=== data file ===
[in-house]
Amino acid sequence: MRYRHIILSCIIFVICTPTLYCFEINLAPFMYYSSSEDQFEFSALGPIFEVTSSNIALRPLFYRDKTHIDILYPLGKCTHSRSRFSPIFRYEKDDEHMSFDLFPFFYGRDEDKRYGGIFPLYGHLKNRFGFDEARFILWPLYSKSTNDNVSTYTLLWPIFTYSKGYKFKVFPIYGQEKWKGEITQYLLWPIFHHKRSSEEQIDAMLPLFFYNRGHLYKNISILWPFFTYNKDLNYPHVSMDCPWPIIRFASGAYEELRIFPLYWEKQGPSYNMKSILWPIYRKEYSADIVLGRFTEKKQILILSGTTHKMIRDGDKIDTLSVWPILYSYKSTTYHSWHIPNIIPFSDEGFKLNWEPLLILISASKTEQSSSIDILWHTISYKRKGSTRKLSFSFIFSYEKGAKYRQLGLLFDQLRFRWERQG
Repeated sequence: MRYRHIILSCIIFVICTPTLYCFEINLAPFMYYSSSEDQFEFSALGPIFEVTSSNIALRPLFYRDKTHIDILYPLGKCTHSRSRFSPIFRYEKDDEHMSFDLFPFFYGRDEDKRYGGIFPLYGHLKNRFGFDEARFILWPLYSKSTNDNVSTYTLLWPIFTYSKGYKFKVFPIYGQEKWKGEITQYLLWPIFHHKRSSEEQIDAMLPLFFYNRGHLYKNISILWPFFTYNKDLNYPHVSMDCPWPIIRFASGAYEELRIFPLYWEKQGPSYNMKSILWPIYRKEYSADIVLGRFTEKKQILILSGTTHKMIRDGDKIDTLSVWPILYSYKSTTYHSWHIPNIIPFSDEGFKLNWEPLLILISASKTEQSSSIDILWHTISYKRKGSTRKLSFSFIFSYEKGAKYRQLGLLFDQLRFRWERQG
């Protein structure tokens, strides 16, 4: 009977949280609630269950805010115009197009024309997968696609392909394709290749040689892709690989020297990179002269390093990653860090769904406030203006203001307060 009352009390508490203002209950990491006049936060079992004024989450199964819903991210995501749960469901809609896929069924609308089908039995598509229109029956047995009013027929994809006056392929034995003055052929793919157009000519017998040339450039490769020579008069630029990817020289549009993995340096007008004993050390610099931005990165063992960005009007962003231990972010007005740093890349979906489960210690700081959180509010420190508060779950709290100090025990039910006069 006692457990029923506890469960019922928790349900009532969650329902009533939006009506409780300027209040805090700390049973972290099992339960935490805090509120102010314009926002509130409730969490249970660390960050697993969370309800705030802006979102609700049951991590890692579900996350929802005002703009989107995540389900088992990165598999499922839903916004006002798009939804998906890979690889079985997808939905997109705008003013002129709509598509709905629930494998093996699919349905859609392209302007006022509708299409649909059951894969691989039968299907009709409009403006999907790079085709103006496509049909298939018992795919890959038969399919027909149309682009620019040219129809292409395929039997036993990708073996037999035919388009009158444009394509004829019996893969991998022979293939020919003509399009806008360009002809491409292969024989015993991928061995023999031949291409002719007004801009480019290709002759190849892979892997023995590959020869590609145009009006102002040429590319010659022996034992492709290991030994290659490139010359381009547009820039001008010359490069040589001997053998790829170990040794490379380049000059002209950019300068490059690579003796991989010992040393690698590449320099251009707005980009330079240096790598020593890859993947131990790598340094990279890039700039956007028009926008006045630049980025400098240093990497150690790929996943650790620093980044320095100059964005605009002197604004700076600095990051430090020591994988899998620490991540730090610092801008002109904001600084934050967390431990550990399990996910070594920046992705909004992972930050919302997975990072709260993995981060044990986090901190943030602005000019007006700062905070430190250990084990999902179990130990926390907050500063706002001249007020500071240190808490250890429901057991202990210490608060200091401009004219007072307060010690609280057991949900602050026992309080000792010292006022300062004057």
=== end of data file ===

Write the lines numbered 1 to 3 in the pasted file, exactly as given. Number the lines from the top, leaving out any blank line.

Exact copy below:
[in-house]
Amino acid sequence: MRYRHIILSCIIFVICTPTLYCFEINLAPFMYYSSSEDQFEFSALGPIFEVTSSNIALRPLFYRDKTHIDILYPLGKCTHSRSRFSPIFRYEKDDEHMSFDLFPFFYGRDEDKRYGGIFPLYGHLKNRFGFDEARFILWPLYSKSTNDNVSTYTLLWPIFTYSKGYKFKVFPIYGQEKWKGEITQYLLWPIFHHKRSSEEQIDAMLPLFFYNRGHLYKNISILWPFFTYNKDLNYPHVSMDCPWPIIRFASGAYEELRIFPLYWEKQGPSYNMKSILWPIYRKEYSADIVLGRFTEKKQILILSGTTHKMIRDGDKIDTLSVWPILYSYKSTTYHSWHIPNIIPFSDEGFKLNWEPLLILISASKTEQSSSIDILWHTISYKRKGSTRKLSFSFIFSYEKGAKYRQLGLLFDQLRFRWERQG
Repeated sequence: MRYRHIILSCIIFVICTPTLYCFEINLAPFMYYSSSEDQFEFSALGPIFEVTSSNIALRPLFYRDKTHIDILYPLGKCTHSRSRFSPIFRYEKDDEHMSFDLFPFFYGRDEDKRYGGIFPLYGHLKNRFGFDEARFILWPLYSKSTNDNVSTYTLLWPIFTYSKGYKFKVFPIYGQEKWKGEITQYLLWPIFHHKRSSEEQIDAMLPLFFYNRGHLYKNISILWPFFTYNKDLNYPHVSMDCPWPIIRFASGAYEELRIFPLYWEKQGPSYNMKSILWPIYRKEYSADIVLGRFTEKKQILILSGTTHKMIRDGDKIDTLSVWPILYSYKSTTYHSWHIPNIIPFSDEGFKLNWEPLLILISASKTEQSSSIDILWHTISYKRKGSTRKLSFSFIFSYEKGAKYRQLGLLFDQLRFRWERQG